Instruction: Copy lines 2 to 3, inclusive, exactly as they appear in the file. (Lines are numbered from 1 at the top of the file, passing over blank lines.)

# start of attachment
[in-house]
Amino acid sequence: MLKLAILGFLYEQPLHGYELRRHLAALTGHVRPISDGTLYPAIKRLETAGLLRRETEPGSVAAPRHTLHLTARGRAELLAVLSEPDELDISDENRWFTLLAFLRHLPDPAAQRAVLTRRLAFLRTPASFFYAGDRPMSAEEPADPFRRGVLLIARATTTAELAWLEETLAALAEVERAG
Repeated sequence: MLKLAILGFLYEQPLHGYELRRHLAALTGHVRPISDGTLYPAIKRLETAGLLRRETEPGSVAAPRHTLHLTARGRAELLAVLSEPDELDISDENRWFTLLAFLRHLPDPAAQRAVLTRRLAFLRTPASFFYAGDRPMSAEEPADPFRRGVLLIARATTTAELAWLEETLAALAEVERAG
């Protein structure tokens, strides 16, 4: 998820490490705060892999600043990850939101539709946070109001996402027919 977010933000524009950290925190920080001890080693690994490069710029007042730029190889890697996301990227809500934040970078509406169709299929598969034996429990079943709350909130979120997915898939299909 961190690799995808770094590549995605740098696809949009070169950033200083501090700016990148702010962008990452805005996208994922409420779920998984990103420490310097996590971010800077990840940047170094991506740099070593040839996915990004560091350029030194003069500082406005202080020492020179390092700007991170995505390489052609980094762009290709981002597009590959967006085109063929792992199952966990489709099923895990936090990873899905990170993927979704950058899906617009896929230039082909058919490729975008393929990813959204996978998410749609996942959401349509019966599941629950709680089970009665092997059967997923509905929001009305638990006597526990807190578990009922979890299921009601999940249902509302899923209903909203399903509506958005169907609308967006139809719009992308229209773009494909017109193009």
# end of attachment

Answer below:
Amino acid sequence: MLKLAILGFLYEQPLHGYELRRHLAALTGHVRPISDGTLYPAIKRLETAGLLRRETEPGSVAAPRHTLHLTARGRAELLAVLSEPDELDISDENRWFTLLAFLRHLPDPAAQRAVLTRRLAFLRTPASFFYAGDRPMSAEEPADPFRRGVLLIARATTTAELAWLEETLAALAEVERAG
Repeated sequence: MLKLAILGFLYEQPLHGYELRRHLAALTGHVRPISDGTLYPAIKRLETAGLLRRETEPGSVAAPRHTLHLTARGRAELLAVLSEPDELDISDENRWFTLLAFLRHLPDPAAQRAVLTRRLAFLRTPASFFYAGDRPMSAEEPADPFRRGVLLIARATTTAELAWLEETLAALAEVERAG